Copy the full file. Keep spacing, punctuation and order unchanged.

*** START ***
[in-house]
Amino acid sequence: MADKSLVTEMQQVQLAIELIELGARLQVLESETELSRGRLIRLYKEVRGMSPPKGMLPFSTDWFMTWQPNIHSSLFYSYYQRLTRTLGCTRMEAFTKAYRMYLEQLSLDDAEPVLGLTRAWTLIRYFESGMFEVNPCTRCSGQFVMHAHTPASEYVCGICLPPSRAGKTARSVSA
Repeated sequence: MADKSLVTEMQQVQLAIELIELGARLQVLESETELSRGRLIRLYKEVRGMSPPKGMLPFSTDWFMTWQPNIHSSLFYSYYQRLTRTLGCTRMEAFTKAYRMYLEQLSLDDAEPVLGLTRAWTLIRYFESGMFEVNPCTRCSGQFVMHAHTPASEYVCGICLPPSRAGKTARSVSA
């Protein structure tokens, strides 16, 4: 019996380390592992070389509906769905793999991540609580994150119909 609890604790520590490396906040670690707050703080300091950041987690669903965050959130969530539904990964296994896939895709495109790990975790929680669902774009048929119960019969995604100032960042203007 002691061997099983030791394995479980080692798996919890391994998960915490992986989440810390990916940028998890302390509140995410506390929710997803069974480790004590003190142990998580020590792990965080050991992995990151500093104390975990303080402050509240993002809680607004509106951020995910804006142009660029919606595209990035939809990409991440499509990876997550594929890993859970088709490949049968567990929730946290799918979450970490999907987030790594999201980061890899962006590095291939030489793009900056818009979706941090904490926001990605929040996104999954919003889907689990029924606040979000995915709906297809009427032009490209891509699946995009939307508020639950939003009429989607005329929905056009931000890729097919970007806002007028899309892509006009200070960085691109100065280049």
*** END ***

[in-house]
Amino acid sequence: MADKSLVTEMQQVQLAIELIELGARLQVLESETELSRGRLIRLYKEVRGMSPPKGMLPFSTDWFMTWQPNIHSSLFYSYYQRLTRTLGCTRMEAFTKAYRMYLEQLSLDDAEPVLGLTRAWTLIRYFESGMFEVNPCTRCSGQFVMHAHTPASEYVCGICLPPSRAGKTARSVSA
Repeated sequence: MADKSLVTEMQQVQLAIELIELGARLQVLESETELSRGRLIRLYKEVRGMSPPKGMLPFSTDWFMTWQPNIHSSLFYSYYQRLTRTLGCTRMEAFTKAYRMYLEQLSLDDAEPVLGLTRAWTLIRYFESGMFEVNPCTRCSGQFVMHAHTPASEYVCGICLPPSRAGKTARSVSA
């Protein structure tokens, strides 16, 4: 019996380390592992070389509906769905793999991540609580994150119909 609890604790520590490396906040670690707050703080300091950041987690669903965050959130969530539904990964296994896939895709495109790990975790929680669902774009048929119960019969995604100032960042203007 002691061997099983030791394995479980080692798996919890391994998960915490992986989440810390990916940028998890302390509140995410506390929710997803069974480790004590003190142990998580020590792990965080050991992995990151500093104390975990303080402050509240993002809680607004509106951020995910804006142009660029919606595209990035939809990409991440499509990876997550594929890993859970088709490949049968567990929730946290799918979450970490999907987030790594999201980061890899962006590095291939030489793009900056818009979706941090904490926001990605929040996104999954919003889907689990029924606040979000995915709906297809009427032009490209891509699946995009939307508020639950939003009429989607005329929905056009931000890729097919970007806002007028899309892509006009200070960085691109100065280049």